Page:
By: Lynn Reid Banks
You all remember I, Houdini by Lynn Reid Banks. You know, the story of a Hamster who escapes every cage; every trap; every family.
Well, I’m sure you remember his other book, Indian in the Cupboard.
However you choose recall him, remember this I, Houdini is not only essential for kids, but adults as well.
While initially, the text appears to be a modern retelling of Gulliver’s travels in Brobdingnag, Houdini experiences our world with all the fascination we lost growing up; fascinations ranging from cylindrical trash cans, internal wiring, the woodwork of a house—oh the joys of finding a good wood chew to gnaw on; munch, munch, munch.
I’m sorry I’ve gotten lost.
Unlike Gulliver however, Houdini experiences the world in hindsight, letting his audience know what the gargantuan objects are ahead of time (by name), and how he fumbled understanding them initially.
Not to mention that, while exceedingly exceptional, he only grows a knack for escaping because he’s continually making mistakes and getting caught. He doesn’t do this to challenge himself, it’s because he genuinely battles with his inner nature, being a primitive hamster. He hates his fellow kind, and can hardly bare a mating ritual—although he does get past that. His misanthropic attitude even lends to the consummation as he references himself as a buck in need of his doe—a hamster, people.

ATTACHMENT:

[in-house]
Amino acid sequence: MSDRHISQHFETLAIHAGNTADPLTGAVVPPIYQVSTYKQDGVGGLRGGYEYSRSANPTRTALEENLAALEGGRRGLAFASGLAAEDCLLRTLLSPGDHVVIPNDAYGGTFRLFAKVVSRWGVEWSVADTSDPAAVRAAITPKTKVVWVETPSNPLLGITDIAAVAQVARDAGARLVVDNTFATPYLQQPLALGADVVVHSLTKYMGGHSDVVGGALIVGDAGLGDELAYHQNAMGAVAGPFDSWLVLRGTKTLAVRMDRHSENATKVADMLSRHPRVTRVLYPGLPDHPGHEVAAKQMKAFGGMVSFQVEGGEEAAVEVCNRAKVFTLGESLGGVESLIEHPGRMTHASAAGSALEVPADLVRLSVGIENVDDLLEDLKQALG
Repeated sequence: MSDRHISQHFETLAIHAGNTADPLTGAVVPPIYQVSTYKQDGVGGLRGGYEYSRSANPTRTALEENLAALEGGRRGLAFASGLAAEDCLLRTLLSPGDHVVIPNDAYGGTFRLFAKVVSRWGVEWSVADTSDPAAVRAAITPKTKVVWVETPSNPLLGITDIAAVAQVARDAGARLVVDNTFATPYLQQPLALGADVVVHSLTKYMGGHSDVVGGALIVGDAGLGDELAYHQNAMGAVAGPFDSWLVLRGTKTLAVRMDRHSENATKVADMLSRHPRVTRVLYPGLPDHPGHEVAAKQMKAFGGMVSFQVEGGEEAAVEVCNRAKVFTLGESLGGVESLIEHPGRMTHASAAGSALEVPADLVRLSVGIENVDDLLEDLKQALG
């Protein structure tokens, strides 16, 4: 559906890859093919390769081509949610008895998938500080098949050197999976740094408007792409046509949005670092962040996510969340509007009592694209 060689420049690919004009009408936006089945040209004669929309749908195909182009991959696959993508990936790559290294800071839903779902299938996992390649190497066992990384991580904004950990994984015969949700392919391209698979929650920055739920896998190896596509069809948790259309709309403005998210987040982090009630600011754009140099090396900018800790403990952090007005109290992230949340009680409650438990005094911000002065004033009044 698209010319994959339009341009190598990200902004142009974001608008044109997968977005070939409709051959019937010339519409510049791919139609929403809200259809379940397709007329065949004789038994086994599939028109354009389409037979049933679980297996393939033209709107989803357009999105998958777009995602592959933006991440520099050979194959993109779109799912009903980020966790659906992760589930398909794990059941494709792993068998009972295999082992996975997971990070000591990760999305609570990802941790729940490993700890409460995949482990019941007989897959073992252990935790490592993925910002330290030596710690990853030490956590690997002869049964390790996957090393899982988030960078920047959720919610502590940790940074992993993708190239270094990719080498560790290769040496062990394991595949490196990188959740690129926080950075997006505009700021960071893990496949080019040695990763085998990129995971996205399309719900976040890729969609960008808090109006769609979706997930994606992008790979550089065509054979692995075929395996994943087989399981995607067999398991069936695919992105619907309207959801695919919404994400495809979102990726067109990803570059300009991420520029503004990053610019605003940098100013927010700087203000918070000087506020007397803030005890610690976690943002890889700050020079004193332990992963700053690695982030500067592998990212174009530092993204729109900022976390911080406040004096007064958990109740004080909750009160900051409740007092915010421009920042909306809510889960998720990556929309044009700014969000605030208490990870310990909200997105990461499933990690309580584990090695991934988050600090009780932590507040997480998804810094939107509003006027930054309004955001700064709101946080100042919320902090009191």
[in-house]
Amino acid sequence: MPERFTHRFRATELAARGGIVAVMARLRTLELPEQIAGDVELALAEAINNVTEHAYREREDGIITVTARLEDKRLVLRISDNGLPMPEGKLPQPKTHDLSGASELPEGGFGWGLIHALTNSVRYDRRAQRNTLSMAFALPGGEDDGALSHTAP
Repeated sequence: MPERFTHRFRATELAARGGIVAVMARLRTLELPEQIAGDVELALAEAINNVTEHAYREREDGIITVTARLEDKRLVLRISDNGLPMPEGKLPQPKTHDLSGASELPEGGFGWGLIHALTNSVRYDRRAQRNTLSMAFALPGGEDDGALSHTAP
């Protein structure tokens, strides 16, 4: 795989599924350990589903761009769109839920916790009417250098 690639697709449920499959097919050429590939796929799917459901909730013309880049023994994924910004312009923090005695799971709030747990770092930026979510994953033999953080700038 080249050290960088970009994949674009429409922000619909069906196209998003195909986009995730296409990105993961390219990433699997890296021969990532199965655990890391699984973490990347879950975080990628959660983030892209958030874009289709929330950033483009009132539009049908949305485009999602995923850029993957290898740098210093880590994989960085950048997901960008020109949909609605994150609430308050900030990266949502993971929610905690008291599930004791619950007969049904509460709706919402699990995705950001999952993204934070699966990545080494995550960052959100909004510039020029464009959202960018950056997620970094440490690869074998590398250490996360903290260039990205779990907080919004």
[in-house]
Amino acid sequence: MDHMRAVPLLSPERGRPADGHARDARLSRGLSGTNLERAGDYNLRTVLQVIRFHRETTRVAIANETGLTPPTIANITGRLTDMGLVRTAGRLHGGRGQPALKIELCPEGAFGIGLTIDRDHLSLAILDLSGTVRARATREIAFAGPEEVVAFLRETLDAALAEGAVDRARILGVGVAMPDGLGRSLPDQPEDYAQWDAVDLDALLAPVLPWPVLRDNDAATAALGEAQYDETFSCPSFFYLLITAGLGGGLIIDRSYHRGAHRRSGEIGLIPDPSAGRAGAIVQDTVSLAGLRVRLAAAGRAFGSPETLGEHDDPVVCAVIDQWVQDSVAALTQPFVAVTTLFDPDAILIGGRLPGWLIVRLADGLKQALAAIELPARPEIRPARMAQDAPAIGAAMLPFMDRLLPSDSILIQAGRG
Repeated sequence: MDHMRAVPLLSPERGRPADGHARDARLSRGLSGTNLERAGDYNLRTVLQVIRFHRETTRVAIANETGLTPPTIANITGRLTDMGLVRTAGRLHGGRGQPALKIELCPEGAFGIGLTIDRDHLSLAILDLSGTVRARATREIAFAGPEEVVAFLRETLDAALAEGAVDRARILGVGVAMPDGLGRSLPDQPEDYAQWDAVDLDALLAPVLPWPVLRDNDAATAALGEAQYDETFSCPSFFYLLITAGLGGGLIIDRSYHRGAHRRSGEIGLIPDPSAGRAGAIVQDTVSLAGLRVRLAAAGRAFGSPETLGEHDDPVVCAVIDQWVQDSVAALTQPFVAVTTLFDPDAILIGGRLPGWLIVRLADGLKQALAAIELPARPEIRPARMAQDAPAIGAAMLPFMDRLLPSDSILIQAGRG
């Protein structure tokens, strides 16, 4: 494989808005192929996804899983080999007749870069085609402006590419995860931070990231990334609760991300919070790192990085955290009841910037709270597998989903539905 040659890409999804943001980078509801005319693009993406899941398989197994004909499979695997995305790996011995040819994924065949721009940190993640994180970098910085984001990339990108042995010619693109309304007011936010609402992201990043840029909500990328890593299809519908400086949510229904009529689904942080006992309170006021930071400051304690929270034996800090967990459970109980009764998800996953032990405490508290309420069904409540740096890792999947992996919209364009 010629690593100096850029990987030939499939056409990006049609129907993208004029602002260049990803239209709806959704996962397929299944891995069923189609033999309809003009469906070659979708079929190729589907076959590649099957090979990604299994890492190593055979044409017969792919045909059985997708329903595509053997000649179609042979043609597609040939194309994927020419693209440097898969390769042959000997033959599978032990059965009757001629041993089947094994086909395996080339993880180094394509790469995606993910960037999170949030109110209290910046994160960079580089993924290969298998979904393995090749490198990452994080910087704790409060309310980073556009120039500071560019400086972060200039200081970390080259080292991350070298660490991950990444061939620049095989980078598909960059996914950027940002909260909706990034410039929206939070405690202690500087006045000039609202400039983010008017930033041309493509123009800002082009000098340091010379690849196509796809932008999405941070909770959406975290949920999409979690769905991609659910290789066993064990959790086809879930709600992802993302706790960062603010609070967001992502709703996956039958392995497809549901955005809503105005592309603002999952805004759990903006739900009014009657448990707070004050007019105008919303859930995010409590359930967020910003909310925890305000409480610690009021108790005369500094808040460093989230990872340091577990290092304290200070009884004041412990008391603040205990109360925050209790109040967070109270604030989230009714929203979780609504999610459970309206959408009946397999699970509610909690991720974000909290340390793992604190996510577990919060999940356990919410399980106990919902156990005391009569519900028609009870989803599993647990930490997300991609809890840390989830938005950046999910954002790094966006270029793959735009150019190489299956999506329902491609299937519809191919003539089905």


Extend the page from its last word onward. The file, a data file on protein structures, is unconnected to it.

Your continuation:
It may seem like I’m obsessed with hamster sex, but this scene is incredibly poetic and is in no way inappropriate for children and even stands as an example of how children’s literature should be accessible to adults as well—especially since they’ll likely be the ones reading to the demographic. But, in this scene, he squeezes in adult humor while retaining a character trait, making it all the more organic.
Houdini has no sense of time, he can’t comprehend it. The book takes place over the course of a month, and he talks like it’s been years. Because of this, when the two hamsters finally mate, he says that it was just the right amount of time, not knowing how long that is, but long enough—very obviously experiencing the insecurities of a first-time lover. This kind of humor plays for all ages.
While he wrestles with his inner nature, struggling between being of higher intelligence and his primitive needs, he also tries to understand humans, who are even more fascinating with language and their concept of God.
Having no religious affiliation, he does appreciate investing in a higher power, something to thank for his freedom. And actually, he replaces his god when he comes across a better one.
If you have a child, or better yet, want to reclaim that inner one, you should read this book. It’s quick, it’s glorious, and well worth it.
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